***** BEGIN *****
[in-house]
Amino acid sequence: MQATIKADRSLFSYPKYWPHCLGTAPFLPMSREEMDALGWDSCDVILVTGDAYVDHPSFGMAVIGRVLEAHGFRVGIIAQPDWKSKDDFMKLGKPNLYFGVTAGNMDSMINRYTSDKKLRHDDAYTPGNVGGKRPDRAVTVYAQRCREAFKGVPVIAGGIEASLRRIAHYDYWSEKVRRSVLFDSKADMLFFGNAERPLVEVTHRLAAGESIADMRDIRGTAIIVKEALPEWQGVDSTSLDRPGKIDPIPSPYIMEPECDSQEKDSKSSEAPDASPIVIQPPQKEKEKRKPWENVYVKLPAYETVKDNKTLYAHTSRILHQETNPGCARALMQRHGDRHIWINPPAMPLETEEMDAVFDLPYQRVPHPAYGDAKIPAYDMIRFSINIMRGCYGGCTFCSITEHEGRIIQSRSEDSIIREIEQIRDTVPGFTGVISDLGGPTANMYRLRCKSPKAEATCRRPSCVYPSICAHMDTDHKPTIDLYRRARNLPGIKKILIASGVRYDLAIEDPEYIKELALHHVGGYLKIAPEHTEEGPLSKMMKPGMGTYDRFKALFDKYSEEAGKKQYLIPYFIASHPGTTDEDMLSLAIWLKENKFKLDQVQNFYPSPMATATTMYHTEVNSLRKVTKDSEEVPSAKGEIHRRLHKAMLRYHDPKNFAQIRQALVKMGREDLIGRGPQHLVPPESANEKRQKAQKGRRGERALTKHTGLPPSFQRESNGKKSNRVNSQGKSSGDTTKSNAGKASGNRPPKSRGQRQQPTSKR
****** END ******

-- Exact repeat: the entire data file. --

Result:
[in-house]
Amino acid sequence: MQATIKADRSLFSYPKYWPHCLGTAPFLPMSREEMDALGWDSCDVILVTGDAYVDHPSFGMAVIGRVLEAHGFRVGIIAQPDWKSKDDFMKLGKPNLYFGVTAGNMDSMINRYTSDKKLRHDDAYTPGNVGGKRPDRAVTVYAQRCREAFKGVPVIAGGIEASLRRIAHYDYWSEKVRRSVLFDSKADMLFFGNAERPLVEVTHRLAAGESIADMRDIRGTAIIVKEALPEWQGVDSTSLDRPGKIDPIPSPYIMEPECDSQEKDSKSSEAPDASPIVIQPPQKEKEKRKPWENVYVKLPAYETVKDNKTLYAHTSRILHQETNPGCARALMQRHGDRHIWINPPAMPLETEEMDAVFDLPYQRVPHPAYGDAKIPAYDMIRFSINIMRGCYGGCTFCSITEHEGRIIQSRSEDSIIREIEQIRDTVPGFTGVISDLGGPTANMYRLRCKSPKAEATCRRPSCVYPSICAHMDTDHKPTIDLYRRARNLPGIKKILIASGVRYDLAIEDPEYIKELALHHVGGYLKIAPEHTEEGPLSKMMKPGMGTYDRFKALFDKYSEEAGKKQYLIPYFIASHPGTTDEDMLSLAIWLKENKFKLDQVQNFYPSPMATATTMYHTEVNSLRKVTKDSEEVPSAKGEIHRRLHKAMLRYHDPKNFAQIRQALVKMGREDLIGRGPQHLVPPESANEKRQKAQKGRRGERALTKHTGLPPSFQRESNGKKSNRVNSQGKSSGDTTKSNAGKASGNRPPKSRGQRQQPTSKR